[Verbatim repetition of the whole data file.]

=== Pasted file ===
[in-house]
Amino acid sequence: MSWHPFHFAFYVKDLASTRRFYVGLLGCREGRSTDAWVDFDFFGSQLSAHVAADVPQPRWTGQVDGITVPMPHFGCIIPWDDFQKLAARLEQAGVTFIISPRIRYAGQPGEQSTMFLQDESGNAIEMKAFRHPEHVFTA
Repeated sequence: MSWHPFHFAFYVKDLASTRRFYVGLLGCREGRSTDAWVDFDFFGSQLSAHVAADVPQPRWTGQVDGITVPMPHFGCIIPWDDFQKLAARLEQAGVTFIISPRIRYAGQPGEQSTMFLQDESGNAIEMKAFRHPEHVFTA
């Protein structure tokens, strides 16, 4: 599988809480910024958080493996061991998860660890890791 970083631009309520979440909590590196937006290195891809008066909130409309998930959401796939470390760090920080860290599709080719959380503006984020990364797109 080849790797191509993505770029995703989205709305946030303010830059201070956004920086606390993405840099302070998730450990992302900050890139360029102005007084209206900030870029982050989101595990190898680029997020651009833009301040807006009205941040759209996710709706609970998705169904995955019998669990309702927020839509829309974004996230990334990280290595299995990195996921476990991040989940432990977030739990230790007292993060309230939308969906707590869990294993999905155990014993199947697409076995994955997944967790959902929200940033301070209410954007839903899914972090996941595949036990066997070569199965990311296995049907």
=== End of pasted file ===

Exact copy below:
[in-house]
Amino acid sequence: MSWHPFHFAFYVKDLASTRRFYVGLLGCREGRSTDAWVDFDFFGSQLSAHVAADVPQPRWTGQVDGITVPMPHFGCIIPWDDFQKLAARLEQAGVTFIISPRIRYAGQPGEQSTMFLQDESGNAIEMKAFRHPEHVFTA
Repeated sequence: MSWHPFHFAFYVKDLASTRRFYVGLLGCREGRSTDAWVDFDFFGSQLSAHVAADVPQPRWTGQVDGITVPMPHFGCIIPWDDFQKLAARLEQAGVTFIISPRIRYAGQPGEQSTMFLQDESGNAIEMKAFRHPEHVFTA
């Protein structure tokens, strides 16, 4: 599988809480910024958080493996061991998860660890890791 970083631009309520979440909590590196937006290195891809008066909130409309998930959401796939470390760090920080860290599709080719959380503006984020990364797109 080849790797191509993505770029995703989205709305946030303010830059201070956004920086606390993405840099302070998730450990992302900050890139360029102005007084209206900030870029982050989101595990190898680029997020651009833009301040807006009205941040759209996710709706609970998705169904995955019998669990309702927020839509829309974004996230990334990280290595299995990195996921476990991040989940432990977030739990230790007292993060309230939308969906707590869990294993999905155990014993199947697409076995994955997944967790959902929200940033301070209410954007839903899914972090996941595949036990066997070569199965990311296995049907």